Monday, July 12, 2021

Waiting-to-Testify (*updated with Walkout) Wrangle

The lines were long, the wait lasted the entirety of Saturday and proceeded well into daylight Sunday morning ... and it was all for naught.  As expected.

Bus loads secured by Sen. Borris Miles.

A Texas House committee voted early Sunday morning to advance to the floor a GOP-backed voting bill in the Texas Legislature that includes extensive new voting restrictions, the Texas Tribune reports.

Right along party lines.

That's Sen. Bryan Hughes, far right, looking at the ceiling.  He of the egregious exaggerations.

In defending his controversial voting bill on CNN on Sunday, Texas state Sen. Bryan Hughes claimed half a dozen times that the attorney general's office had 400 open voter fraud cases.

“That's the fact,” Hughes, R-Mineola, said in an interview with CNN host Pamela Brown. “It's documented. There's no question about that.”

Yet that number is almost 10 times larger than the number of people with pending voter fraud charges in Texas, which is 43, according to data from the attorney general’s office. Only one of those pending cases stems from the 2020 election, in which more than 11 million Texans cast ballots.

Sorry, Sen. Hughes; that's not the fact.  There are more than questions about that, especially regarding your -- and Ken Paxton's -- continued insistence that this falsehood is true.

Sen. Royce West took his (graceful) shot.

You'll see and hear (I have to read with closed captions) Sen. West say '43 cases'.  The 44th occurred at the end of last week.

Greg Abbott went on Chris Wallace's Sunday morning program and chose to get, shall we say, exotic with his rationalizations.

Abbott, Paxton, Hughes, are obviously gaslighting, but Texas Democrats are trying to teach these pigs to sing by offering actual facts, truth and logic to them.  They are not going to be persuaded.  Because if it ain't in the Bible, they don't need to know it.  Exhibit A:

Back to Reality: do you think Abbott and Luis Saenz and the rest of the governor's brain trust sit around and spitball these, or does he just make them up off the French cuff?  Because I'm beginning to wonder who he/they think they're fooling.

On the other hand, I -- and everybody else -- know exactly who he's fooling.

In a survey of 446 Republican primary voters conducted between June 14-17 by Public Opinion Strategies, 77 percent of primary voters said they would vote for the Governor, while 15 percent said they would select another Republican candidate.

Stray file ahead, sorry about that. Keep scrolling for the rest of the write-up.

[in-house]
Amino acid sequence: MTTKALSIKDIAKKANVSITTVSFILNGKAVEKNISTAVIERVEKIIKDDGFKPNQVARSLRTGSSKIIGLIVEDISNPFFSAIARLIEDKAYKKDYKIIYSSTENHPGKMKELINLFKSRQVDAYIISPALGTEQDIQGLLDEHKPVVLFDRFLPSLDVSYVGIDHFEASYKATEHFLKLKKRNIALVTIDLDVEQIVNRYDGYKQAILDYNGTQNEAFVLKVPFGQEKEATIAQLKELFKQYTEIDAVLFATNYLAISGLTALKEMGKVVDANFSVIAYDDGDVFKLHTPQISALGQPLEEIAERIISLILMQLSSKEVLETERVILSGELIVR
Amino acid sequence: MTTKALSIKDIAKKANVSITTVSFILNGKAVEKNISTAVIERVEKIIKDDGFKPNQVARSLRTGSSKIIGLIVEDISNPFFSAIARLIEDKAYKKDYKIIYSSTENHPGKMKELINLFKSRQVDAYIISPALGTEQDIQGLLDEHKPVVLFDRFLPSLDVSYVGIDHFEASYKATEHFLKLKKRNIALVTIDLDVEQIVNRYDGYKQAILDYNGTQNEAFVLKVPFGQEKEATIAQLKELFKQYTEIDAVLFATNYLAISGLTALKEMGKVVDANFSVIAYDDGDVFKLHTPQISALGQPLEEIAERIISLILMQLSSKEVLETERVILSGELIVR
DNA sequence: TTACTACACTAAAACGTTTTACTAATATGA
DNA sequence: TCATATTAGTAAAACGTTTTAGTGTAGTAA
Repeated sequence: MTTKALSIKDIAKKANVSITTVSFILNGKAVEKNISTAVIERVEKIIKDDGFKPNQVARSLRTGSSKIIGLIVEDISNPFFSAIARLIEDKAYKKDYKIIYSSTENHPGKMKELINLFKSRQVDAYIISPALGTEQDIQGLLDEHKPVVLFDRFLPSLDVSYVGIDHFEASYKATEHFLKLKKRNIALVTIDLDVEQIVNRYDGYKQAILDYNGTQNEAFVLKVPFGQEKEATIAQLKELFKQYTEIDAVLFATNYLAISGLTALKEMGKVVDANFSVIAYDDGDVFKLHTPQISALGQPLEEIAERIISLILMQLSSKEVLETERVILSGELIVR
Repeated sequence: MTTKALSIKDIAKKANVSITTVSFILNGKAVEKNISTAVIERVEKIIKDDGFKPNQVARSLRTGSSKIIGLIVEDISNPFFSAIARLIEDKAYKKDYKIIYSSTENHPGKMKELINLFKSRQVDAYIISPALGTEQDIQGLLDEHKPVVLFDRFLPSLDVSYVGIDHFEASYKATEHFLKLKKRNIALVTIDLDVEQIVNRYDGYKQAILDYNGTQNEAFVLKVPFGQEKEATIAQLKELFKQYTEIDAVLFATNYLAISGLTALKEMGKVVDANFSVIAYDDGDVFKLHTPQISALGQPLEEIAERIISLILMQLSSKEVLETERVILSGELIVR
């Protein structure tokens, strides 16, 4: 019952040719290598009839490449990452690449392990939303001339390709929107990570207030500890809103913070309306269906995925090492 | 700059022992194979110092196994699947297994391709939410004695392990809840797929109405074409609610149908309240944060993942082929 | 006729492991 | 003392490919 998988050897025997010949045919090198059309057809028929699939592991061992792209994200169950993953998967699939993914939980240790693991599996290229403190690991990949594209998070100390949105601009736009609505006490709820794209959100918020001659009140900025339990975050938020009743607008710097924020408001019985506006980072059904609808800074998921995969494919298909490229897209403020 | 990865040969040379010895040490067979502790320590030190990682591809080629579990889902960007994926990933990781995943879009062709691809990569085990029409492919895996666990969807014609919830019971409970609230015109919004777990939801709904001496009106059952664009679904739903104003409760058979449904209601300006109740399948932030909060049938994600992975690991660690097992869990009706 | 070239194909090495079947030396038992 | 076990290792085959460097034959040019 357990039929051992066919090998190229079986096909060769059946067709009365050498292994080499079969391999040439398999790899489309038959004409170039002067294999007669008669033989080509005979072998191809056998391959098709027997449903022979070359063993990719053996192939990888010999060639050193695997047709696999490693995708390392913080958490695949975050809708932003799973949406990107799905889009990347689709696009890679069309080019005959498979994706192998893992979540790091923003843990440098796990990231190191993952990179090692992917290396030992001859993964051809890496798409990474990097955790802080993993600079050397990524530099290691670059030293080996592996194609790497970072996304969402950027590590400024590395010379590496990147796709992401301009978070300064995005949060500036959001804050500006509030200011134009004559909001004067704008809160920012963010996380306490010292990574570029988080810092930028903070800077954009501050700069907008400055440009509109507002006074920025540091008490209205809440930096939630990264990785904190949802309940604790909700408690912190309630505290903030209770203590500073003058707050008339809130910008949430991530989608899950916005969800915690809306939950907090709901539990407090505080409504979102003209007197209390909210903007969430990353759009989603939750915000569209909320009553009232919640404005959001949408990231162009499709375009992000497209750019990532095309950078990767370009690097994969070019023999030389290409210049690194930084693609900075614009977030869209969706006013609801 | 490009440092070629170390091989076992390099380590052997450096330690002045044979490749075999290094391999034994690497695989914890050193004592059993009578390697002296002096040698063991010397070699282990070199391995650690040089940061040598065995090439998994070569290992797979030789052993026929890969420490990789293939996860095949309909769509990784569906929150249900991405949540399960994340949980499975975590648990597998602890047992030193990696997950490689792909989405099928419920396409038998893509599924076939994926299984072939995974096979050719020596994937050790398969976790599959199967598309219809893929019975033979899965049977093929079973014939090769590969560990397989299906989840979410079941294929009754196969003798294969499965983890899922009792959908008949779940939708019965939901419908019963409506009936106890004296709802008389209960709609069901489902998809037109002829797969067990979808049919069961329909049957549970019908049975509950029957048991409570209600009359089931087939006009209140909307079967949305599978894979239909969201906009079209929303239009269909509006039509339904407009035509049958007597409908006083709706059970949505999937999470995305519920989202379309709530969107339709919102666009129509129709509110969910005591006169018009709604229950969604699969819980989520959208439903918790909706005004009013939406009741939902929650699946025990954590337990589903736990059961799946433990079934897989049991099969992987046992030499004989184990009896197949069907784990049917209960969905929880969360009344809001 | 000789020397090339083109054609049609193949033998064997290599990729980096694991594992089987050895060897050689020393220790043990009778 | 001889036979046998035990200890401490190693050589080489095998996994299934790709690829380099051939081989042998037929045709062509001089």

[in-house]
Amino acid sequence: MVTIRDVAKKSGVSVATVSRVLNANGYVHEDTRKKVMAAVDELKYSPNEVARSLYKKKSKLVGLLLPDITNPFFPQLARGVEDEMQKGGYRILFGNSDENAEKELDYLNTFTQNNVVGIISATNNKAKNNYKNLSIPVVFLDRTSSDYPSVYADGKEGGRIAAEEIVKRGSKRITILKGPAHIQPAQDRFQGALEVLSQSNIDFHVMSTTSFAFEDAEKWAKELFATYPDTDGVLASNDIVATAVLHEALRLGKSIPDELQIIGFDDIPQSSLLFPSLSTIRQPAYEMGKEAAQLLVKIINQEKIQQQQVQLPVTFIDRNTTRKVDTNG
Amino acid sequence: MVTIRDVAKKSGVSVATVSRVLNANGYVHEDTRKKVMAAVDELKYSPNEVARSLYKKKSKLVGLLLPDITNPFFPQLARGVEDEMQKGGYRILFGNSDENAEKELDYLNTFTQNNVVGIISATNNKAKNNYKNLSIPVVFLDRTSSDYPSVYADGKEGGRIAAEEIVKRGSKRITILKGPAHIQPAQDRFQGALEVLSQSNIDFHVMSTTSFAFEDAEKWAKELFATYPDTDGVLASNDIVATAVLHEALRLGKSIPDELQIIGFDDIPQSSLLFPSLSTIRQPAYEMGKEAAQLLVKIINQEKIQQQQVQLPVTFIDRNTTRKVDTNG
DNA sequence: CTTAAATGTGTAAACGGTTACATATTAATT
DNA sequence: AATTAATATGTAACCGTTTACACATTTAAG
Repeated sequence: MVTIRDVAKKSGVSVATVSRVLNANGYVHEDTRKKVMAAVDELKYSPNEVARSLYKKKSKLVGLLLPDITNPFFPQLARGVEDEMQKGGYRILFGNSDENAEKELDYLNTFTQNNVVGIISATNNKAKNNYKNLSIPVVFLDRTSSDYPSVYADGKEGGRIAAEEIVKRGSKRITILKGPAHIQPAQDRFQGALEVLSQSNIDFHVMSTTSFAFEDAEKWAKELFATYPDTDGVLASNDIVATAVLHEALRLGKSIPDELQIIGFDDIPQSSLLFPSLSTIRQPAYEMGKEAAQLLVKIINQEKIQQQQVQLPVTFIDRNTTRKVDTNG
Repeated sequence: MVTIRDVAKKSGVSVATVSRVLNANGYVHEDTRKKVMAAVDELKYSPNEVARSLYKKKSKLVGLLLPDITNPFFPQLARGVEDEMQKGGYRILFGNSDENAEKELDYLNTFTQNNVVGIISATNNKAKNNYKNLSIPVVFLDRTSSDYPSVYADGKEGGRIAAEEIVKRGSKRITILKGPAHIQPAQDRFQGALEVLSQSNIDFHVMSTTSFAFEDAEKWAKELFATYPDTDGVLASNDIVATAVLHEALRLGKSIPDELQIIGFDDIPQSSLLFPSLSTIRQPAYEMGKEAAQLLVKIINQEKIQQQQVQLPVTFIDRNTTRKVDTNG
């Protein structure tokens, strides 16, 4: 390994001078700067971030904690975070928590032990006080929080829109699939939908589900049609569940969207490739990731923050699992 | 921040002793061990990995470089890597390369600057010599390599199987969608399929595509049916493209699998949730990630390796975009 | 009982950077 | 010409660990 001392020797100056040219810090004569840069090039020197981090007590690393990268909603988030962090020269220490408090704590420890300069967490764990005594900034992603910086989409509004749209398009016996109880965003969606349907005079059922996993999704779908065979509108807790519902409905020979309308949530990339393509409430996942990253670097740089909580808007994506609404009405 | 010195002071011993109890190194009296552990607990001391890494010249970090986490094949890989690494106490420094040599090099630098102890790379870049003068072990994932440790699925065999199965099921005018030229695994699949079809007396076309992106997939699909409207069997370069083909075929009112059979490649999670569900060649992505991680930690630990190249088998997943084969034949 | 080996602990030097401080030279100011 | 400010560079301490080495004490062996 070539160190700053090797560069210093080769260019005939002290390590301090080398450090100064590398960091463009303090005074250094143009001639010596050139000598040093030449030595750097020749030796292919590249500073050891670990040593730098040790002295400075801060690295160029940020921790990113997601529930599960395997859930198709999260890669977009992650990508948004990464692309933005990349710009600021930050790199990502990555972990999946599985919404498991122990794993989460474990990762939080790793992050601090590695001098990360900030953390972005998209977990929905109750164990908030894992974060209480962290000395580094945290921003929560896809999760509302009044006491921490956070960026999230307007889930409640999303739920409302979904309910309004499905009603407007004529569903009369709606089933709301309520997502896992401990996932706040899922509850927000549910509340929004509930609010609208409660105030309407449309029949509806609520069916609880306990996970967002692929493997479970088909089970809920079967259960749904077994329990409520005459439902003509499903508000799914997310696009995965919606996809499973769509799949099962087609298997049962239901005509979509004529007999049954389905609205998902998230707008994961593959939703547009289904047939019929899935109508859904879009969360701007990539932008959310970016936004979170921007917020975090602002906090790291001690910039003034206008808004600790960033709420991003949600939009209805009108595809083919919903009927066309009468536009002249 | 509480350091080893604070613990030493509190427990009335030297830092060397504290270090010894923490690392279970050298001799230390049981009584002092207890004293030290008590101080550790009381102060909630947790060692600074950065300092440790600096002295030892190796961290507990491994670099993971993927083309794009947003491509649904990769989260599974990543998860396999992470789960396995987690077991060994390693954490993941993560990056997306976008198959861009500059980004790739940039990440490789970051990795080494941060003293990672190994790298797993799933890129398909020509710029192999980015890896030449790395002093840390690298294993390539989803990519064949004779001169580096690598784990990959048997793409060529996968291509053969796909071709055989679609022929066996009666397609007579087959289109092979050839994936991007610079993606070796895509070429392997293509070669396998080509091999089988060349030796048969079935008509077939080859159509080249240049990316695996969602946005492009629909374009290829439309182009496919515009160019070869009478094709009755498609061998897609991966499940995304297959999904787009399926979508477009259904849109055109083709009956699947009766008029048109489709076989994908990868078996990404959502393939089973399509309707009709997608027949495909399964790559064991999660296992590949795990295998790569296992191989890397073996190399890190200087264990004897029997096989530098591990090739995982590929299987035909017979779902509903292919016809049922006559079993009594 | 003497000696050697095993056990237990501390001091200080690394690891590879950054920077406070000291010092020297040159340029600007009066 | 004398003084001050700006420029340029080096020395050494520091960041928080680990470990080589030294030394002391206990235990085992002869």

The poll found in a hypothetical primary race, Abbott won 69 percent of the vote, while (former RPT chair Allen) West received 13 percent and (former state Sen. Don) Huffines had 3 percent. Agriculture Commissioner Sid Miller also received 3 percent, but since the poll was conducted, he has decided against running for governor and will instead run for re-election.

Abbott fares better among those who consider themselves “strong” Republicans, who represent 61 percent of primary voters. He received 75 percent of the vote, while West won 11 percent, and Huffines had 3 percent. Eight percent were undecided.

All of this business, or con job if you prefer (I do) regarding the voter suppression bill is leading in one direction; a path we've been down before.

I don't think they're bluffing, Governor.

Update: And sure enough, they weren't.

Since I've run long here, I'll put the bail bill (hearings and passage out of committee also done over the weekend), summaries of the laundry list of other neo-fascist legislation, a few more election items, the spike in COVID's Delta variant cases, criminal and social justice news -- including the surge of gun-related deaths -- and whatever else I have left in posts later this week.  Also Part 2 of the environmental collation.  Soothers to close.

Sunday, July 11, 2021

Sunday "Delta is Ready" Funnies

Which brings us to this piece of gaping idiocy, and I’m not in the habit of expressing my disapproval in quite such stark terms, but we are, after all, talking about Ben Garrison, who delights in over-the-top attacks and who has not only failed to read Don Quixote but hasn’t even grasped the concept of “tilting at windmills.”

Which failure, Derf Backderf points out and documents, he has demonstrated over and over, because, if you’re going to act the fool in public, why not repeat your folly?

And Garrison hilariously follows up: "When a Quixotic Analogy is Wrong but Still Right".

Please support the work of (lefty, intelligent) cartoonists here.

Friday, July 09, 2021

The Environmental Round-Up, Part 1

Long promised, finally delivered.  It's not all about Texas, as most of my blogging this year has been; the state of the planet -- as much as our Great State's contribution to the climate crisis -- is what's been on my mind.

And the news is bad for any of you who may not have been paying attention.  I decided I'd just embed a few Tweets from the past few weeks to convey that, and keep them in some kind of loose chronological order, unless there was a point to be made by skipping a few days forward or back.

If you're like me, you won't be able to read to the end.  That's okay.  It's a lot to absorb.  Come back later when you feel stronger, or bookmark for weekend reading.  Just don't bury your head in the sand, or in your hands.

We're past the point of mourning.

Where should we start playing the blame game?  Sixty-four years ago, as referenced above?  Fifty?

More recently?

We already know ExxonMobil bought these guys off.  Let's maybe fault the actual source of the greed and corruption.

That's it for now.  More bad news, some good news, some local (i.e. the Permian, coastal Texas and even poor, forsaken Lake Charles, La.) coming in Part 2.